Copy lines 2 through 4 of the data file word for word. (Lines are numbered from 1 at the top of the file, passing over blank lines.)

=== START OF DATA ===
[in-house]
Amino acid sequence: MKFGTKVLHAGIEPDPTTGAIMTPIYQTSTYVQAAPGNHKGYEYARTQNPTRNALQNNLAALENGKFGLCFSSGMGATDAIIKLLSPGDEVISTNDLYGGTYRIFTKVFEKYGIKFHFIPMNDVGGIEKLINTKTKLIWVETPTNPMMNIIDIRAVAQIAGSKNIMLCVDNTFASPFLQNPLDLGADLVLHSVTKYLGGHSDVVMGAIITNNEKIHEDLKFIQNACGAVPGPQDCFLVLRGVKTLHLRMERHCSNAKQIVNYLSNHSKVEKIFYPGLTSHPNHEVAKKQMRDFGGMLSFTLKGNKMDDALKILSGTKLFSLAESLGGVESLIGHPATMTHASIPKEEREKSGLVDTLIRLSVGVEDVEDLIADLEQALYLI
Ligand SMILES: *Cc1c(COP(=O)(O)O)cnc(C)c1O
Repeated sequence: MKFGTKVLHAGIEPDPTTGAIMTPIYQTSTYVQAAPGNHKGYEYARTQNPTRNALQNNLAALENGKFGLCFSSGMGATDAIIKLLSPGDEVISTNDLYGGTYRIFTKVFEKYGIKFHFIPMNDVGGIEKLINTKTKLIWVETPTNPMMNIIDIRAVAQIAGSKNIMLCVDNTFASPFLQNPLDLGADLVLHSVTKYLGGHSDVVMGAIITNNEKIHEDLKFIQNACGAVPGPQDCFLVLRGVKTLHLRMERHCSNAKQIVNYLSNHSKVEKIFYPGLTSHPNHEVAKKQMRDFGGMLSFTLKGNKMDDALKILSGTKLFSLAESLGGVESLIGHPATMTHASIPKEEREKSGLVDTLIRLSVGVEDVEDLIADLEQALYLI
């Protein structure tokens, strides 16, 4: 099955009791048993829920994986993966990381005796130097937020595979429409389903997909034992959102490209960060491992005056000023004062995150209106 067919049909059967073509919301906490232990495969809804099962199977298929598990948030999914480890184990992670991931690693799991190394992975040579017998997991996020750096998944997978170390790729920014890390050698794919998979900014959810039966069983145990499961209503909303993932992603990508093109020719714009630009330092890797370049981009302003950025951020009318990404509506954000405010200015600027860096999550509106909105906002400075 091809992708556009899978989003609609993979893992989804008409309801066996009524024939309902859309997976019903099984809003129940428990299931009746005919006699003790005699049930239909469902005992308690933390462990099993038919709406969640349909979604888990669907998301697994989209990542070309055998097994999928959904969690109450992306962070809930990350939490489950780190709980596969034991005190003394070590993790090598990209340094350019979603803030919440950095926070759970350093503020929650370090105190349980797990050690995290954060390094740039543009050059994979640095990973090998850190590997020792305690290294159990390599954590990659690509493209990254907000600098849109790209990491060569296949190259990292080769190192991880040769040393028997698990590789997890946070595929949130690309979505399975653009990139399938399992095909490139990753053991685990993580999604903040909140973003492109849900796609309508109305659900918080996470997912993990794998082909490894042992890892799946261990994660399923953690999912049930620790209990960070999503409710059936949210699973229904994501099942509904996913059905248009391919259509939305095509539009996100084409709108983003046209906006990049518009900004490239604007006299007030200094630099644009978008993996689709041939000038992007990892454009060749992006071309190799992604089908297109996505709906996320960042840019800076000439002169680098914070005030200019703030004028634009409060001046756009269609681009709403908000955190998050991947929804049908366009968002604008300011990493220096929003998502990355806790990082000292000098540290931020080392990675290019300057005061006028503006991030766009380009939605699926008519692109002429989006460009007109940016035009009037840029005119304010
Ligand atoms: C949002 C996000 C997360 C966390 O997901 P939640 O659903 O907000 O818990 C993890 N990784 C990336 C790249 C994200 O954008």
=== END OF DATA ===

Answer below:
Amino acid sequence: MKFGTKVLHAGIEPDPTTGAIMTPIYQTSTYVQAAPGNHKGYEYARTQNPTRNALQNNLAALENGKFGLCFSSGMGATDAIIKLLSPGDEVISTNDLYGGTYRIFTKVFEKYGIKFHFIPMNDVGGIEKLINTKTKLIWVETPTNPMMNIIDIRAVAQIAGSKNIMLCVDNTFASPFLQNPLDLGADLVLHSVTKYLGGHSDVVMGAIITNNEKIHEDLKFIQNACGAVPGPQDCFLVLRGVKTLHLRMERHCSNAKQIVNYLSNHSKVEKIFYPGLTSHPNHEVAKKQMRDFGGMLSFTLKGNKMDDALKILSGTKLFSLAESLGGVESLIGHPATMTHASIPKEEREKSGLVDTLIRLSVGVEDVEDLIADLEQALYLI
Ligand SMILES: *Cc1c(COP(=O)(O)O)cnc(C)c1O
Repeated sequence: MKFGTKVLHAGIEPDPTTGAIMTPIYQTSTYVQAAPGNHKGYEYARTQNPTRNALQNNLAALENGKFGLCFSSGMGATDAIIKLLSPGDEVISTNDLYGGTYRIFTKVFEKYGIKFHFIPMNDVGGIEKLINTKTKLIWVETPTNPMMNIIDIRAVAQIAGSKNIMLCVDNTFASPFLQNPLDLGADLVLHSVTKYLGGHSDVVMGAIITNNEKIHEDLKFIQNACGAVPGPQDCFLVLRGVKTLHLRMERHCSNAKQIVNYLSNHSKVEKIFYPGLTSHPNHEVAKKQMRDFGGMLSFTLKGNKMDDALKILSGTKLFSLAESLGGVESLIGHPATMTHASIPKEEREKSGLVDTLIRLSVGVEDVEDLIADLEQALYLI